sept 21-you we’re around this person
Sept 23- they started having symptoms
Sept 26- they were able to get a Covid test
Sept 28-29they got their results back but because of bureaucracy they had to call a few different numbers to get the pin to enter to confirm they are Covid positive in the app

(Remember that people are considered contagious for 48 hours before they start having symptoms or test positive)
posted by raccoon409 at 7:32 AM on September 30, 2021 [2 favorites]


Response by poster: Huh! Based on that, it would be easy for me to figure out who the person is. Interesting.
posted by The corpse in the library at 7:42 AM on September 30, 2021


It's mostly designed that way so the authorities (people running the system) don't know who you are, not that you can't possibly figure out who might have exposed you.

But if you ate in a restaurant that day, it could have been anyone there, or someone you ride the bus with. That's the value of the system, letting you know about exposures from people who aren't part of your institutions (work, childcare, church, etc).
posted by flimflam at 8:12 AM on September 30, 2021 [5 favorites]


Best answer: FWIW, in Massachusetts the notification date given can be +/- 1 one day and is based on UTC without timezone correction. I know this because I was notified of an exposure on a date when I didn't leave my house. I corresponded with the Mass Notify office, who in turn corresponded with Apple and came back with this information. I expect it's the same around the country.
posted by Winnie the Proust at 8:17 AM on September 30, 2021 [12 favorites]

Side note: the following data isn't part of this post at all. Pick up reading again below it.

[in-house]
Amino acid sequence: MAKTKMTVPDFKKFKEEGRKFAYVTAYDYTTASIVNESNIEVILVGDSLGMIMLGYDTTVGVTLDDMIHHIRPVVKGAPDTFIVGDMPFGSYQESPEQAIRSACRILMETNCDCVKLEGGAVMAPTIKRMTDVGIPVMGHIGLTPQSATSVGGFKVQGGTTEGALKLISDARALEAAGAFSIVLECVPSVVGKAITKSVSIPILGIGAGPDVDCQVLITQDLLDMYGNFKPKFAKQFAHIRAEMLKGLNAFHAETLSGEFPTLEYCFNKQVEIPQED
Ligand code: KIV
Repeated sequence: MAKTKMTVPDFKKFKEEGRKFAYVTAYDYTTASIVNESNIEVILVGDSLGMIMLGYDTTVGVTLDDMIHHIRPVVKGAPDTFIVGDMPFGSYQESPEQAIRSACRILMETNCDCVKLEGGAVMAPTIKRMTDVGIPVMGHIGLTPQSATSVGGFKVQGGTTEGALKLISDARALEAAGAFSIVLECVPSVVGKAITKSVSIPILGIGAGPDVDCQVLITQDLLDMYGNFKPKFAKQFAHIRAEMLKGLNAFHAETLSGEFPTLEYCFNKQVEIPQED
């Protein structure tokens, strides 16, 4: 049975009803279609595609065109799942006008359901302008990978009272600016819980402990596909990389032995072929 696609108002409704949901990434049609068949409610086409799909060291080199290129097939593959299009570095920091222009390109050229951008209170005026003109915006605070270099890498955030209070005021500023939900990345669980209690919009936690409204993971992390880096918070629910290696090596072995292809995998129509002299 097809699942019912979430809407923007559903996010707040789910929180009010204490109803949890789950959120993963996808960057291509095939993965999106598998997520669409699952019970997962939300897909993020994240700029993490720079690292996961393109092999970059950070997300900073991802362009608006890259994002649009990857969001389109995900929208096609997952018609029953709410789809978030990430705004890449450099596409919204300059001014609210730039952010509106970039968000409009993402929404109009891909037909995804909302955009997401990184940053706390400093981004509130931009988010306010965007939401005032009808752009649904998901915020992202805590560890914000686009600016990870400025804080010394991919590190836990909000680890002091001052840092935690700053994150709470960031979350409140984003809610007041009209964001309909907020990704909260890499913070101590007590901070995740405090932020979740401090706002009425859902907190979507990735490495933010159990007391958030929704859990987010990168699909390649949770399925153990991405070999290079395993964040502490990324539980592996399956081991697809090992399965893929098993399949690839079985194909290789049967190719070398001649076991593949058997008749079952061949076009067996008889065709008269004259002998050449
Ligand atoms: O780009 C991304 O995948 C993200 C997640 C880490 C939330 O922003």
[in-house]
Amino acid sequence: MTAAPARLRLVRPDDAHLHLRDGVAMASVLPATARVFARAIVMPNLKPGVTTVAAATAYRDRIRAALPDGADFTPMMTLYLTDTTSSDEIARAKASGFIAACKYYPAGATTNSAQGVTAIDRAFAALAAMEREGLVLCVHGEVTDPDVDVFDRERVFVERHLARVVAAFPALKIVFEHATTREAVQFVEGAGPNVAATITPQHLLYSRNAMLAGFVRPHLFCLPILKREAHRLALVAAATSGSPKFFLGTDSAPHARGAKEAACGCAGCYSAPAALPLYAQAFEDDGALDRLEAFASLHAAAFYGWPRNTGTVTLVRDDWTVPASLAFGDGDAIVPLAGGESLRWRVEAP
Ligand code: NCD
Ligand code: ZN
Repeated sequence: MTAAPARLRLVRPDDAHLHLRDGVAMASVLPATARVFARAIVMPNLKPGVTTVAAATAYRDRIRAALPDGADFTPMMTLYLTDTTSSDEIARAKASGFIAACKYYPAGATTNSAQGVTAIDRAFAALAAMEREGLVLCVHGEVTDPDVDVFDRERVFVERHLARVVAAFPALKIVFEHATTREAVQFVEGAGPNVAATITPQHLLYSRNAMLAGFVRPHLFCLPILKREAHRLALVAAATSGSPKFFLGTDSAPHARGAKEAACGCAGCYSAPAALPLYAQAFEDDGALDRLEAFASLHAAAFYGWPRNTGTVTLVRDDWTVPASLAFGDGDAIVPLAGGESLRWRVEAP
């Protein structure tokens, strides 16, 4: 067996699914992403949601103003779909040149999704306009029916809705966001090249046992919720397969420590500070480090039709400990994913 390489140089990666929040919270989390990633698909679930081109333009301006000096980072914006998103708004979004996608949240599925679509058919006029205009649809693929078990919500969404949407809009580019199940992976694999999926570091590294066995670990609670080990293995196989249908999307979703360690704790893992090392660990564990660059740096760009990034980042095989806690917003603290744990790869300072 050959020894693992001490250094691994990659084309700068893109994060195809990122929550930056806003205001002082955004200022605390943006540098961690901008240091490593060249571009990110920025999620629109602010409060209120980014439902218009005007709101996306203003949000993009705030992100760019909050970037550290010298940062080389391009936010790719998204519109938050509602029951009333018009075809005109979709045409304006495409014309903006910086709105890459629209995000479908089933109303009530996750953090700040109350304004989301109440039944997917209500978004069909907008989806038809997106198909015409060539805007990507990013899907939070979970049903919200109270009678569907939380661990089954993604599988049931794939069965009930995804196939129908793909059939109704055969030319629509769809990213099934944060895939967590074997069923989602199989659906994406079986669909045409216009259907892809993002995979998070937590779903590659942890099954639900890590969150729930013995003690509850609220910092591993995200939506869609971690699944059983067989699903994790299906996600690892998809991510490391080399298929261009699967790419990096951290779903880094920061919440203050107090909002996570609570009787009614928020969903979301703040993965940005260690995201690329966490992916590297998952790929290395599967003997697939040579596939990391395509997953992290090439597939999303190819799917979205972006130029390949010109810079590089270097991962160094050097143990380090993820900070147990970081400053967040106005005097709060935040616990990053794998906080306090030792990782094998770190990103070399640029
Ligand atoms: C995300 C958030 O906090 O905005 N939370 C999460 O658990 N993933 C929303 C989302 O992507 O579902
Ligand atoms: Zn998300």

A little more info about the exposure date given by the Exposure Notification system. Silly me, I thought the purpose of the date was to help me figure out where/when/how I got exposed. But that's not it. The purpose of the date is to set your quarantine & testing schedule, as described here. Don't bother trying to use the date for anything but that.
posted by Winnie the Proust at 8:53 AM on September 30, 2021 [5 favorites]


Note these exposure apps use a two part system that doesn't actually identify any individuals. Joe's phone (and your phone) create random IDs that aren't linked to your names at all. The first part of the system is basically just a running list your phone keeps of all the IDs it's been near. Any phone using the system shares its current random ID with all the other phones that are nearby, and those phones log the IDs along with timestamps. These IDs also change periodically to make it harder to identify any individual than it would be if they always have the same ID. The next time you see "Joe" he may have a new ID, so your phone will log that new ID instead of the old one, but your phone won't know it's "Joe" even though you might.

If "Joe" tests positive, he logs back in and pushes a button that notifies the system of the ID(s) his phone has used recently, and then that ID (or those IDs) get published in a list. The second part of the system kicks in after publication of that list: your phone periodically downloads the latest version of the list and looks for any IDs that are in its own log. In this case the ID "Joe" had around September 21 was in both your own phone's list and the new download, so your phone alerts you of the potential exposure.

I know if I were in a social setting and subsequently tested positive, I'd personally reach out to my friends to let them know and not rely on a notification system. But that's just me.
posted by fedward at 12:28 PM on September 30, 2021 [3 favorites]